Silicon Labs doubles the number of connected devices after automatic chip spin-off
Sept. 14 (Reuters) – Silicon Laboratories Inc (SLAB.O) on Tuesday introduced new chips and software to deepen its pursuit of the Internet of Things (IoT) market after finalizing the split of several business units earlier This year.
The Austin, Texas-based company sold some automotive chip assets and other business lines to Skyworks Solutions Inc (SWKS.O) for $ 2.75 billion in order to focus more on supplying chips. for connected devices such as smart home gadgets, smart energy meters and connected industrial machines that collect data that can be analyzed to make production more efficient.
The problem Silicon Labs is trying to solve is simple yet technologically complex: While all of these devices ultimately connect to the Internet, they use a bushel of changing wireless communication standards to make it happen.
Silicon Labs tries to develop chips and software that gadget makers can buy off the shelf and use without having to become experts in each wireless technology as it evolves.
On Tuesday, the company announced a new chip to send data back over the internet using very small batteries that can be used in devices like window and door sensors in home security systems. The company also said it has developed a system for customers to put their own security measures on chips during the manufacturing process to protect the chips from being hacked.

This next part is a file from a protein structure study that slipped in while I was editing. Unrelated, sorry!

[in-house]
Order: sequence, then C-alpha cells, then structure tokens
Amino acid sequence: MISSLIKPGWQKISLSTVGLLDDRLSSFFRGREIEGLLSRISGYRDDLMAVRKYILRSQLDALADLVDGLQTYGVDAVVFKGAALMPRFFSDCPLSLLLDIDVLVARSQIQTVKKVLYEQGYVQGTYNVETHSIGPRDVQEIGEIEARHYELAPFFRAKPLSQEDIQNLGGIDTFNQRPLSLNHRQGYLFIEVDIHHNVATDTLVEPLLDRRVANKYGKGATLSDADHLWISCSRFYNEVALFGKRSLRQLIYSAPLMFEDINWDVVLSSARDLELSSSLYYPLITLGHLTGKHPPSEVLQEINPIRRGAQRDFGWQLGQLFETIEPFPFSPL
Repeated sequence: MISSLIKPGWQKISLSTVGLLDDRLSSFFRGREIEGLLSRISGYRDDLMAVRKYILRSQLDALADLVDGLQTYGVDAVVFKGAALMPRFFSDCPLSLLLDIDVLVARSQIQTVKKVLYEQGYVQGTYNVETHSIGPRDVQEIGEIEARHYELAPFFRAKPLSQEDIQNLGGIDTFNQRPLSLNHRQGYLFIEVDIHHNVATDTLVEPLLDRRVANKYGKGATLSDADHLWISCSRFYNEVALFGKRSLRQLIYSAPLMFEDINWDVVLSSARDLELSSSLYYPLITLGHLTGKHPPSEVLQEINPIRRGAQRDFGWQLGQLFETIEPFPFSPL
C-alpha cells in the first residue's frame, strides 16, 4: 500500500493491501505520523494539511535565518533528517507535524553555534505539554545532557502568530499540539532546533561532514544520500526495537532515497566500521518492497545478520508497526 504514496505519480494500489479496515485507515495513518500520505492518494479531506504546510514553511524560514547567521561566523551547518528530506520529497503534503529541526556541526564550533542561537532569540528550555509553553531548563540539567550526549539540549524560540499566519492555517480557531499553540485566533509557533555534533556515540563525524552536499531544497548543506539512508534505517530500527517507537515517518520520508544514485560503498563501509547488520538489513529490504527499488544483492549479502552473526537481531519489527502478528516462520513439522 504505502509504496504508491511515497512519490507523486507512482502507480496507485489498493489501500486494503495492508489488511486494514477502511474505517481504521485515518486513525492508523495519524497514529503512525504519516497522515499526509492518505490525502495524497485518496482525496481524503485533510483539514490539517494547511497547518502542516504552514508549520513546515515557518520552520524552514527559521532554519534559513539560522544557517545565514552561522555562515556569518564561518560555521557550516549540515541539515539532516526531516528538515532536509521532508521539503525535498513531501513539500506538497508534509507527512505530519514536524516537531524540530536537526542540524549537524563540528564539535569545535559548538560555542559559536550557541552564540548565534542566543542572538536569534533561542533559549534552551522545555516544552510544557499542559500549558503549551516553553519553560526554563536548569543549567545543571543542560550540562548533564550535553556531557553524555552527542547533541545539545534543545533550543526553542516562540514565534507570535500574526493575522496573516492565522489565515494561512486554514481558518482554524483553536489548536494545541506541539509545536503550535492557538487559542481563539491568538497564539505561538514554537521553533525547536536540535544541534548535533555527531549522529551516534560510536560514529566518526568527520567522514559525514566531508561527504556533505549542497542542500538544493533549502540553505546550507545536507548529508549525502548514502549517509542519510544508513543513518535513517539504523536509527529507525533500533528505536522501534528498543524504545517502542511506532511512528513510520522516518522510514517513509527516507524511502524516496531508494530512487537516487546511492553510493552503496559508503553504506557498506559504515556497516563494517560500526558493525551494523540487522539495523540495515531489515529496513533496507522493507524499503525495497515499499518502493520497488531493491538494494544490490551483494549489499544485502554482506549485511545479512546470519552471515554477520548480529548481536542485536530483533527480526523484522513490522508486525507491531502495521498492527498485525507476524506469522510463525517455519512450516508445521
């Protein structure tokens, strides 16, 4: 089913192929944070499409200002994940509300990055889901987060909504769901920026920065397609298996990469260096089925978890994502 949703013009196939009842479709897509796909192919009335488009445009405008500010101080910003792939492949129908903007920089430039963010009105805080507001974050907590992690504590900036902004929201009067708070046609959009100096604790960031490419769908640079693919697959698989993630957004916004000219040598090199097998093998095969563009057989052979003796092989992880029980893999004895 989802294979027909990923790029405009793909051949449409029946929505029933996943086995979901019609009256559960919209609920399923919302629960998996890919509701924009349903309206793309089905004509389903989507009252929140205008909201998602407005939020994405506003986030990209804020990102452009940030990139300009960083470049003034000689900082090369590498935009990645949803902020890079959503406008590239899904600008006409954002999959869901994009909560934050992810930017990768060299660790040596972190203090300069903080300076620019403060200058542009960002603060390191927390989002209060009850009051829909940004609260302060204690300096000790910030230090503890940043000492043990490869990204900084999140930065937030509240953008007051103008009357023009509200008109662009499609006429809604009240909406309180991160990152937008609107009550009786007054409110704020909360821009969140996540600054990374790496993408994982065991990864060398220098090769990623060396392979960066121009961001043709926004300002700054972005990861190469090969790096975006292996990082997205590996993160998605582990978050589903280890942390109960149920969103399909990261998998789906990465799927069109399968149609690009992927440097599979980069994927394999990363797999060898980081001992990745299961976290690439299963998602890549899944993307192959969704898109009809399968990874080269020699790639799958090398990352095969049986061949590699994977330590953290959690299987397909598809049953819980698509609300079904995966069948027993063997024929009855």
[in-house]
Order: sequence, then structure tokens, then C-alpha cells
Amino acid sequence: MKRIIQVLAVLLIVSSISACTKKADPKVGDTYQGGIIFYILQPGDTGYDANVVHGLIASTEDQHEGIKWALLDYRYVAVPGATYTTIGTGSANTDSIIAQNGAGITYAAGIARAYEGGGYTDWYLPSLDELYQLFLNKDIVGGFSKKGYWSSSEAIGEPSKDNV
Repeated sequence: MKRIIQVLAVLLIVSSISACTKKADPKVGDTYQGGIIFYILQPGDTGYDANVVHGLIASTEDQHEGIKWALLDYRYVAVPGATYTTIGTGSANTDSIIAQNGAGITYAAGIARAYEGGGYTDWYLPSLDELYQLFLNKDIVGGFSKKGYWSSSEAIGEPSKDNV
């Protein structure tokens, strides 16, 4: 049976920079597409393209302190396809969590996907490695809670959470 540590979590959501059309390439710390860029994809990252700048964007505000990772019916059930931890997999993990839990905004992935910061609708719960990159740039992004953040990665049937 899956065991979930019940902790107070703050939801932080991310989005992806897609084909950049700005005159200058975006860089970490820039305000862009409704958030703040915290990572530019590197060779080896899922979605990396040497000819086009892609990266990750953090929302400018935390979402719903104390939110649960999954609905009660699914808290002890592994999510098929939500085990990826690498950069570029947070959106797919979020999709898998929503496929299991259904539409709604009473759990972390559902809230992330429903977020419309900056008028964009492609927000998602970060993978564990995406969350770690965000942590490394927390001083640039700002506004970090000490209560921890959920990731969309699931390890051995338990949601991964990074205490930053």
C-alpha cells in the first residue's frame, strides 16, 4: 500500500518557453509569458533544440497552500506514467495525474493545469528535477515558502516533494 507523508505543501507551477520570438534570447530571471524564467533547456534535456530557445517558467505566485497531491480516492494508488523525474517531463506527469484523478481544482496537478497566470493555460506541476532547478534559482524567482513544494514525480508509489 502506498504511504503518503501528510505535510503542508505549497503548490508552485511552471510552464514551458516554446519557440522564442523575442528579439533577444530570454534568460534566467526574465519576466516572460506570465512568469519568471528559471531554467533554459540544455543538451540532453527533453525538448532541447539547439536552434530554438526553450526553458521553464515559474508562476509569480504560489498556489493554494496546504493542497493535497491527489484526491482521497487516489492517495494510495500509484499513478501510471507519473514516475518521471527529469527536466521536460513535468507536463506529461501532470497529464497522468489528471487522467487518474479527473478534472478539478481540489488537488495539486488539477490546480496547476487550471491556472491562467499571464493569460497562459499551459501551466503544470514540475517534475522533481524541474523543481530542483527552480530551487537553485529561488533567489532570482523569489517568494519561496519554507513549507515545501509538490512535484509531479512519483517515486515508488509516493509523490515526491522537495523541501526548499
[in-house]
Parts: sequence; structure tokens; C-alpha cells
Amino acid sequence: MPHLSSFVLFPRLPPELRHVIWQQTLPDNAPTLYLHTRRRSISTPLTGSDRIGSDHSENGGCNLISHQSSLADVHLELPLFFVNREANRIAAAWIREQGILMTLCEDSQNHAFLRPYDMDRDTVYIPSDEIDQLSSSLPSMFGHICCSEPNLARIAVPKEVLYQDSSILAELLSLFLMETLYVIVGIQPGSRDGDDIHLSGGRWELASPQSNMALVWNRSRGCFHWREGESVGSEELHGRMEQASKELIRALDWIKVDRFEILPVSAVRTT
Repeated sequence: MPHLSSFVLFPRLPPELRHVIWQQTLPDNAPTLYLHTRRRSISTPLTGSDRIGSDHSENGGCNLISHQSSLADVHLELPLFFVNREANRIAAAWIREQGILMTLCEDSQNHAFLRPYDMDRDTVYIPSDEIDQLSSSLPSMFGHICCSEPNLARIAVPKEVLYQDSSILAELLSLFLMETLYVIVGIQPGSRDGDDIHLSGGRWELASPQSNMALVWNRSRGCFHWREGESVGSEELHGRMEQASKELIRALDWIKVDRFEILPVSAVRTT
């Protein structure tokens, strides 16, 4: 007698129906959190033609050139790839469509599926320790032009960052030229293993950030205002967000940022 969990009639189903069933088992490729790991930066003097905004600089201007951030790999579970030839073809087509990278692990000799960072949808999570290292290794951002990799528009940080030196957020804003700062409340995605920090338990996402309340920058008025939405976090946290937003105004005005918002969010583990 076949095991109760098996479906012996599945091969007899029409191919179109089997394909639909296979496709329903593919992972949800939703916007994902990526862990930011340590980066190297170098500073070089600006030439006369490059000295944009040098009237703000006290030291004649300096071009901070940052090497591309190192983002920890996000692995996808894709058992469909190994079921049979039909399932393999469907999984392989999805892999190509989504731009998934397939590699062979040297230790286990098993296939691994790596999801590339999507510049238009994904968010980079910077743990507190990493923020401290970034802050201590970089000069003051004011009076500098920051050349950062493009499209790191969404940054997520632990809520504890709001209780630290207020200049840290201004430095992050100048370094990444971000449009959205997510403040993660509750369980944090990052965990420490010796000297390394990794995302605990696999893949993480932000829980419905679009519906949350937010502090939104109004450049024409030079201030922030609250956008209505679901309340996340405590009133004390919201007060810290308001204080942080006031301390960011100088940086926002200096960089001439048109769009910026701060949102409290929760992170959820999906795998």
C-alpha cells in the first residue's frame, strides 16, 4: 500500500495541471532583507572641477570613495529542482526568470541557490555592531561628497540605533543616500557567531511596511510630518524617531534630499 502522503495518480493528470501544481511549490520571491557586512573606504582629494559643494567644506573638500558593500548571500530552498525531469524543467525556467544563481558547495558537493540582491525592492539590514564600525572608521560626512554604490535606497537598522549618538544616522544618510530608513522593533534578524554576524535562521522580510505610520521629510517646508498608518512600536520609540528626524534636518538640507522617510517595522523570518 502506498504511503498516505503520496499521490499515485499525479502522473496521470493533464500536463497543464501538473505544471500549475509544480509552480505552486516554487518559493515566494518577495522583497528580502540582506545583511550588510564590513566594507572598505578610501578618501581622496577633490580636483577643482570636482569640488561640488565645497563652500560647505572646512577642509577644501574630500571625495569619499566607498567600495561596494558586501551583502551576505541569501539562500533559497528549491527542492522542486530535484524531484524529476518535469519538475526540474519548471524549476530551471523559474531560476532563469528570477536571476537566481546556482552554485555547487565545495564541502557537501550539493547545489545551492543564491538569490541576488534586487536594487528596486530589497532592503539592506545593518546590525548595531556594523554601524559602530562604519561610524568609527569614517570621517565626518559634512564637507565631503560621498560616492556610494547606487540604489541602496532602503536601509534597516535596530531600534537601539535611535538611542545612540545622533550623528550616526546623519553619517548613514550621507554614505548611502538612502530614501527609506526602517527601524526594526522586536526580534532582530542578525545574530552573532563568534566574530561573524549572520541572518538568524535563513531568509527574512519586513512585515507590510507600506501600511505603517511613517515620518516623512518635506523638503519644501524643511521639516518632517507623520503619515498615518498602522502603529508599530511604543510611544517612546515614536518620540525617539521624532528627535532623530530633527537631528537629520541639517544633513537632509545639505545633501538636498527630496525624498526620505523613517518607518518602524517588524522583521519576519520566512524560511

But his biggest announcement was a set of software tools that he’ll release for free to all IoT device manufacturers. The goal of the software is to be a universal translator between different wireless technologies, in order to avoid devices that could no longer work if a standard were to fall from favor in the coming years.
“All of your solutions will continue to communicate with each other and to work,” Silicon Labs president Matt Johnson, who will become chief executive next year, told Reuters. “Tools and software are the real catalyst to make our industry go faster, not just silicon.”
Reporting by Stephen Nellis in San Francisco. Editing by Jane Merriman
Our standards: Thomson Reuters Trust Principles.